• you’ve found somewhere else to live, but you cannot move in yet

  • you have priority on a social housing list and you’ll be offered a home soon

The tribunal could decide to grant an eviction order, but delay when it can be enforced.

Attend the case management discussion or hearing

When you’ve sent written submissions, the tribunal will set a date to discuss your case. You should get reasonable notice of this.

The first meeting is usually called a case management discussion. This is a discussion to help the tribunal understand all the facts about your case. They'll ask questions to understand:

  • your landlord’s circumstances and why they want to evict you

  • your circumstances and how the eviction would affect you

A decision can be made at the case management discussion.

If there’s a disagreement about the facts, or if the tribunal needs to hear more evidence before making a decision, they can hold a hearing.

Case management discussions and hearings usually happen over the phone. You’ll be given a phone number to dial into a conference call.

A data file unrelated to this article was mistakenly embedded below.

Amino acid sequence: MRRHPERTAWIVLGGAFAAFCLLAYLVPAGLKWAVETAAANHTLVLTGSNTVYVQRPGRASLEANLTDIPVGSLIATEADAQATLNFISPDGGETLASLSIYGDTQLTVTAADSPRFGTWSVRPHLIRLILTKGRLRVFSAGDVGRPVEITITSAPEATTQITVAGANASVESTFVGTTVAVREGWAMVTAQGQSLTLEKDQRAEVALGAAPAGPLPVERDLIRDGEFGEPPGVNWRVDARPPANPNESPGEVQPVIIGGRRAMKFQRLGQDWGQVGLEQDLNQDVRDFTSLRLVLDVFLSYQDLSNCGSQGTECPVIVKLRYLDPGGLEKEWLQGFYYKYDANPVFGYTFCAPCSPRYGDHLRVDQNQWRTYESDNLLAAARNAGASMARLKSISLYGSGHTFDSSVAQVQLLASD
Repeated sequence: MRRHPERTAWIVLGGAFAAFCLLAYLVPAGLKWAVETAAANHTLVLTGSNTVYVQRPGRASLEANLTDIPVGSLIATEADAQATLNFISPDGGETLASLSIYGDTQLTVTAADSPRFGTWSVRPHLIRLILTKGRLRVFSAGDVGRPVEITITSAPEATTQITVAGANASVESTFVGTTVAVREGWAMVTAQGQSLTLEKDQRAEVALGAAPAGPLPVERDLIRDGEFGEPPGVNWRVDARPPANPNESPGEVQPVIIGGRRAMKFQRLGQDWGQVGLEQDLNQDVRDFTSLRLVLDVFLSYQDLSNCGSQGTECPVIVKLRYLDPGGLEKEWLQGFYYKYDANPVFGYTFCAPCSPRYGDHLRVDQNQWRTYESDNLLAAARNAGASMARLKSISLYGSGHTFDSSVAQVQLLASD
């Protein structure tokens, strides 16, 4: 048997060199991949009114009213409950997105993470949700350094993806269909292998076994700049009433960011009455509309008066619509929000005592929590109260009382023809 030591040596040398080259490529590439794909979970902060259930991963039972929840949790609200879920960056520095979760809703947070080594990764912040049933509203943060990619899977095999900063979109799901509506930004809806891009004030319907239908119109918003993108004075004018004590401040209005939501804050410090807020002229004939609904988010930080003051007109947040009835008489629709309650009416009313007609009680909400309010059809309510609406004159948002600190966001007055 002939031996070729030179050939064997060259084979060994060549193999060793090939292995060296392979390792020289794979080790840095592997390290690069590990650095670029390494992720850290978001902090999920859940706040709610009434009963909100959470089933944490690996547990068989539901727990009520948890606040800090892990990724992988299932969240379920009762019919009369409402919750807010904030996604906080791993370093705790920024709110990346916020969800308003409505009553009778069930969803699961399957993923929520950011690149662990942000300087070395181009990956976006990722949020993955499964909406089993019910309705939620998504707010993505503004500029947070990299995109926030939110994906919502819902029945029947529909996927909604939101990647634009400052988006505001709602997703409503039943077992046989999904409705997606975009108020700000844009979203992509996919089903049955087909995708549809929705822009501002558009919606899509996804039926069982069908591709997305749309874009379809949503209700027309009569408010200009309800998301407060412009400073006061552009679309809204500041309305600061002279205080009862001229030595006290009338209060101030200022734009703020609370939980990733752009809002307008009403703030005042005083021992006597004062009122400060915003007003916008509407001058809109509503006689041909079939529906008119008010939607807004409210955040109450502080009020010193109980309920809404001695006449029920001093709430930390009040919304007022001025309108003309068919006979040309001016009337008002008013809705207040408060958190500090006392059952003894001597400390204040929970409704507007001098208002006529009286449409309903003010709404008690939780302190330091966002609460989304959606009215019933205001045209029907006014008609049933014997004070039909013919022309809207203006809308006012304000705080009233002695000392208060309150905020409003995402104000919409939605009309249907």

The conference call will include:

  • you and your representative if you have one

  • your landlord or their representative

  • a tribunal clerk, who will let you into the call and explain what’s happening

  • 1 or 2 tribunal members who will make the decision

You and your landlord can also bring witnesses to a hearing.

If you have access needs

Download the inclusive provision questionnaire on the tribunal's website. For example, if you need an induction loop or an interpreter.

Getting a decision

After the case discussion or hearing, the tribunal will decide whether to grant an eviction order.

They will write to you and your landlord with their decision and the reasons for the decision.

If an eviction order is granted, the letter should also say when the eviction order can be enforced.

You or your landlord can challenge the tribunal’s decision.

Last updated: 28 February 2024

Housing laws differ between Scotland and England.

This content applies to Scotland only.

Get advice if you're in England